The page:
Millions of characters emerged and faded over the timeline of human evolution, but the occurrence of language was one such defining moment that radically changed human society. Natural selection favored this trait like no other trait, and here we are. Amongst the characters included in the narrow window of just 2% genetic supremacy that we have over chimpanzees and bonobos, language is one for sure.


In his bestseller ‘Beyond Order: 12 More Rules for Life’ (Allan Lane Penguin Random House 2021) internationally acclaimed public intellectual Jordan B Peterson writes about The word as saviour as part of Rule IX entitled ‘If old memories still upset you, write them down carefully and completely’. Drawing from the Judeo- Christian tradition Peterson further elaborates (Pg 258 – 259):


God has an attribute, or an alternative Person, or a faculty, or tool that aids Him or that he relies on when confronting possibility and the void. That is the Word – from the Christian perspective – but certainly the capacity for speech, regardless of religious framework, Jewish or Christian. There is a continuous insistence in Genesis on the importance of speech. The act of creation on each day begins with the phrase “and God said” (with additional emphasis on the act of naming “and God called”). The seven days of creation begin:


And God said, Let there be light and there was light.

And God saw the light, that it was good: and God divided the light from the darkness.

And God called the light Day, and the darkness He called Night. And the evening and the morning were the first day.


The Word – the tool God uses to transform the depths of potential is truthful speech.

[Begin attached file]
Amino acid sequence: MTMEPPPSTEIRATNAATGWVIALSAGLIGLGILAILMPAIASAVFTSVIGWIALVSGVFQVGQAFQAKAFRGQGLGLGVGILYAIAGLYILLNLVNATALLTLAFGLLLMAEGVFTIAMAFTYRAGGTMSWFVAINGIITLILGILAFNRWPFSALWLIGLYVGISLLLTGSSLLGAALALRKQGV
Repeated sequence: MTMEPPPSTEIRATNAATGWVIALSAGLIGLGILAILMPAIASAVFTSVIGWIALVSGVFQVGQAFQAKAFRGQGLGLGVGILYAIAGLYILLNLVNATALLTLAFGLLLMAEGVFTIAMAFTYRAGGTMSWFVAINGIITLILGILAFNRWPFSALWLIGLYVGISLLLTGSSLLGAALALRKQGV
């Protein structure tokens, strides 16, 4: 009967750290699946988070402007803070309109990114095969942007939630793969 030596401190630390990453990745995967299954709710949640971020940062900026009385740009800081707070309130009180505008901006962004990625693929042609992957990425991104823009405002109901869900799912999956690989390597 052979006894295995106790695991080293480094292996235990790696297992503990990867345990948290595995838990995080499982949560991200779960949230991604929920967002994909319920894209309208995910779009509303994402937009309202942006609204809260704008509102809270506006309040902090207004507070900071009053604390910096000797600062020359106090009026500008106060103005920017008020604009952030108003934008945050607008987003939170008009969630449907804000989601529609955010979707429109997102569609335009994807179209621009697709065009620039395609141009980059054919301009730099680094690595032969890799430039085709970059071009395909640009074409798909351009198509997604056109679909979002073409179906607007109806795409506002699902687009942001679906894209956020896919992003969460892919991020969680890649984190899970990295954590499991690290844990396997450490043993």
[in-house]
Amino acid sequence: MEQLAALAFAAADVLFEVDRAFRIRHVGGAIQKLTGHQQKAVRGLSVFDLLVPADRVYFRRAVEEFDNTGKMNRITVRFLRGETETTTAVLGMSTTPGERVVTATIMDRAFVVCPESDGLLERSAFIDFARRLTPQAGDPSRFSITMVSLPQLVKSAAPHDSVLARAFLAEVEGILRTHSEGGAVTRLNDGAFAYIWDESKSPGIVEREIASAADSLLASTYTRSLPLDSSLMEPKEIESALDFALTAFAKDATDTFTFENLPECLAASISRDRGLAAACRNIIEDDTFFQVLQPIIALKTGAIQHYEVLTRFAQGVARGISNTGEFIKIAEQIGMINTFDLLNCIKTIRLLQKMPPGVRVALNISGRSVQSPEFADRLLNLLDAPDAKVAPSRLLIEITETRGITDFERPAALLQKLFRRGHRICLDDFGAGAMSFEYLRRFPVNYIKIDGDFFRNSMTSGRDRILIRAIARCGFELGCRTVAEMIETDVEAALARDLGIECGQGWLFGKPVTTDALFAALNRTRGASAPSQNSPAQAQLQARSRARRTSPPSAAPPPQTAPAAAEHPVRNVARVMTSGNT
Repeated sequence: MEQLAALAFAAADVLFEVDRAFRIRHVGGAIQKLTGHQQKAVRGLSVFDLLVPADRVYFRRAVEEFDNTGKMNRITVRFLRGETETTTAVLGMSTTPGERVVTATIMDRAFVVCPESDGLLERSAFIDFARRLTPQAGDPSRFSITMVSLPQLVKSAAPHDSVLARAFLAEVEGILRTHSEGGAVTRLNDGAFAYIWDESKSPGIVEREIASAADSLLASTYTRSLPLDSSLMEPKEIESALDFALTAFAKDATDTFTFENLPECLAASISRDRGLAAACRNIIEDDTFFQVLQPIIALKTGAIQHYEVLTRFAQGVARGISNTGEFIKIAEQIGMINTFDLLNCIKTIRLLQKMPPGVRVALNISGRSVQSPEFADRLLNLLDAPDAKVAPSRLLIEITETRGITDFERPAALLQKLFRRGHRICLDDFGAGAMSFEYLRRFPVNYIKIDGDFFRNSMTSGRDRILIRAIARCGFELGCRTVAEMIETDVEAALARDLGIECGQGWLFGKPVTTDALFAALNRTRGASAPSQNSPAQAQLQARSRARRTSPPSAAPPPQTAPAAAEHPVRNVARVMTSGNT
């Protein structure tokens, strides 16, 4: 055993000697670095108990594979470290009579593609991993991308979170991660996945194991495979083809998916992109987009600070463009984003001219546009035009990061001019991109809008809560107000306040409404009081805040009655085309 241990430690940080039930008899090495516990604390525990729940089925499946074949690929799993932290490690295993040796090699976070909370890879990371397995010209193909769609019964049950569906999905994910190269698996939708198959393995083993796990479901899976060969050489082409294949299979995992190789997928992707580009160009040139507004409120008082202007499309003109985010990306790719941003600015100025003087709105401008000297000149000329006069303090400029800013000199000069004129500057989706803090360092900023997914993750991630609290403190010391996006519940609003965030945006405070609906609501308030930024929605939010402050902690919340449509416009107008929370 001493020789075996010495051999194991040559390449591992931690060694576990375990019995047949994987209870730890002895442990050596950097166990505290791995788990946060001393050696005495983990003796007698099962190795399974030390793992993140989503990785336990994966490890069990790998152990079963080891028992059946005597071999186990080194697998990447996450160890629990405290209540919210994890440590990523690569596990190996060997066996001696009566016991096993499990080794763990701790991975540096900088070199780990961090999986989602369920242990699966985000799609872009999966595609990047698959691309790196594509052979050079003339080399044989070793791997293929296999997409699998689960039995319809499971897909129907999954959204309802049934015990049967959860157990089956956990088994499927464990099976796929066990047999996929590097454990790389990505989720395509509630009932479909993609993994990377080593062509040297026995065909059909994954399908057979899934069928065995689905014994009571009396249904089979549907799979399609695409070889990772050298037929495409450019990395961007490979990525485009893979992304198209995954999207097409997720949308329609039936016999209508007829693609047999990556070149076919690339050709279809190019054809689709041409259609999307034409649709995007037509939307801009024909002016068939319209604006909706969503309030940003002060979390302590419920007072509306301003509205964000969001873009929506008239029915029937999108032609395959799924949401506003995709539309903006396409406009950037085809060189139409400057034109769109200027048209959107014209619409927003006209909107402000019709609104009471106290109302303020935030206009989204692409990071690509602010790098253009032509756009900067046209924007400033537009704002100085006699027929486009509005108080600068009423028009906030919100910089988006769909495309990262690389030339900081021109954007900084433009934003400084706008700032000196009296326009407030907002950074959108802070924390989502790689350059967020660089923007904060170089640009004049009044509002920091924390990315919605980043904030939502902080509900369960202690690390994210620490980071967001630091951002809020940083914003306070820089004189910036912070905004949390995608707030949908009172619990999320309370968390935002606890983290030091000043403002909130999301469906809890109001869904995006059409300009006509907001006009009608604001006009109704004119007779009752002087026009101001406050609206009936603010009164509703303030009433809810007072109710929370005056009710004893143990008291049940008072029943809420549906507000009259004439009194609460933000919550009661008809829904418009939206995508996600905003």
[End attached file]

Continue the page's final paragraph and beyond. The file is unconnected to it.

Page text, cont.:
The emphasis of the Bible on the act of naming is reiterated in the Holy Quran too.  It says in 2:31 ‘And he taught Adam all the names, then showed them to the angels, saying: inform me of the names of these if you are truthful.’ This was when the Angels were questioning His decision to send a creature named man as His deputy on Earth. The Angels thought they were enough to praise, glorify and worship the Almighty day and night. But He drew a distinction between man and angels. Humans know the names. And they are words. 


The ability to have a name for every tangible object in matter, discernible processes of the biotic and abiotic spheres or intangible abstract ideas and feelings, is unique to the children of Adam. Not even angels. 


So pay attention to your words, speech and eloquence. Make it a tool for self growth. It can confront the shapeless and formless in your inward and outward world. Just go get the name and recall it at the right time. You will notice the difference it makes in your raised levels of sophistication. 


There is a long way to go. A step at a time. One needs to chisel expression, take charge of the situation and continuously hone with careful reading, listening and repeating, but putting your faith in the power of words is the first step to being a good orator.